You’ve had a long, busy day. When you finally get home, you crash on the couch with your phone or pull a chair up to the computer to check the news and your email. In the hustle and bustle of the day, you’d be forgiven for assuming that every email in your inbox is legitimate.
Unfortunately, the key to a good phishing scam is looking just like the real thing. And if you’re not careful, you can fall victim to a phishing attack—an email designed to trick you into giving up your personal or credit card information. Here are a few questions to ask yourself before you open an email to keep your information safe.
Does the email ask for my personal information?
The best phishing emails look just like the real thing, so it can be hard to spot a phony. But you should always remember that criminals who use email are trying to get your personal and financial information. Any email that asks you to divulge this information should draw an immediate red flag. Most legitimate banks and businesses will never ask you to provide information like your Social Security number, credit card number, or other sensitive information over email.
Does the email try to appeal to my emotions?
Cybercriminals love to use scare tactics to get you to give up your personal or financial information before you have a chance to think things through. If an email presses you to respond quickly or threatens you in some way if you don’t respond, you should be automatically suspicious and cautious. These emails often use a sense of urgency as a diversion. They also try to appeal to your sense of empathy, often asking you for donations to help someone in need.
Is the email in my junk box for a reason?
Emails contain digital signatures, and many times your email provider can read this digital signature to determine whether a message is likely to be junk. It’s good practice to go through your junk folder periodically to see if something doesn’t belong. But even if an email appears to be from a legitimate bank or business based on its name and subject line, the fact that it got filtered to your junk folder in the first place may mean it belongs there.
Does the email address look suspicious?
Phishing emails may appear to be coming from a business, bank, or person you know. But a closer look at the sender’s actual email address can tip you off to their true nature. If a business or bank email comes from a public email domain like gmail.com, yahoo.com, etc. it’s likely deceptive. Look to see if the domain is misspelled. In fact, look for misspellings or obvious grammatical errors in the subject or email copy. These are all common indicators of a phishing email.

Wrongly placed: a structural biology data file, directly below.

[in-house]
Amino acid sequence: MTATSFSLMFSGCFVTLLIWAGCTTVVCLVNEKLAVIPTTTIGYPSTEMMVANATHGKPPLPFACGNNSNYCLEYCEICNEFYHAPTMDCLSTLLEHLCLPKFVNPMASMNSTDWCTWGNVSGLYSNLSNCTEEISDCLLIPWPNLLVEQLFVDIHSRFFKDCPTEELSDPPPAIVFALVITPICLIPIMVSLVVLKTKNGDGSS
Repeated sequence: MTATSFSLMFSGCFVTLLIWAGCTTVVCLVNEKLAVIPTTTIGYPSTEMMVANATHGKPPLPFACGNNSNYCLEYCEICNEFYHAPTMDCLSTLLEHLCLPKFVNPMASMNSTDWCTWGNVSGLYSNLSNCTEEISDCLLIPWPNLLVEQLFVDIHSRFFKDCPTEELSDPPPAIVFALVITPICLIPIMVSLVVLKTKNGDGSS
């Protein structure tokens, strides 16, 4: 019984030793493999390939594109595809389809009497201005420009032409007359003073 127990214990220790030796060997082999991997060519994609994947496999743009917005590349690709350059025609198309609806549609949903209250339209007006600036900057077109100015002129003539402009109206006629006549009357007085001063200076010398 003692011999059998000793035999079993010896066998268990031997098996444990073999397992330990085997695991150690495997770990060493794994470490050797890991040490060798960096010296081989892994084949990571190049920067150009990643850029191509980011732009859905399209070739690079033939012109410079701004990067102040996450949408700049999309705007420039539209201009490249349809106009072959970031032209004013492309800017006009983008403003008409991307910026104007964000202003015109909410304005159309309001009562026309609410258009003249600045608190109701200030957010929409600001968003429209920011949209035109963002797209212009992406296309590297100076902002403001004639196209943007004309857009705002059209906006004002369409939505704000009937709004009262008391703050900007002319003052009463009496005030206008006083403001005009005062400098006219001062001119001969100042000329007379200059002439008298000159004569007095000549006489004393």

What do I do if I think I’ve been a victim of phishing?
Even when you take precautions, it can be difficult to catch every phishing email. If you have clicked a link or responded to an email that you now suspect to be deceptive, you can visit IdentityTheft.gov to report information and take steps based on the information you divulged. You can also keep your computer’s security software updated in an effort to prevent malicious software from scanning your computer for information.
What steps can I take to protect myself from phishing?
First and foremost, practice common sense by asking the foregoing questions about every email you get. In addition, the Federal Trade Commission recommends that you do the following three things:
- Set your computer software and phone software to update automatically.
- Protect your accounts by using multi-factor authentication for an extra layer of account security.
- Protect your data by backing up files to an external drive or cloud service that isn’t connected to your home network.
How do I report a suspicious email?
You can report a suspicious emails to the Federal Trade Commission by forwarding messages to the Anti-Phishing Working Group at firstname.lastname@example.org and reporting it at ftc.gov/complaint. You should also contact your bank or credit card company if you believe your credit card or account information has been stolen.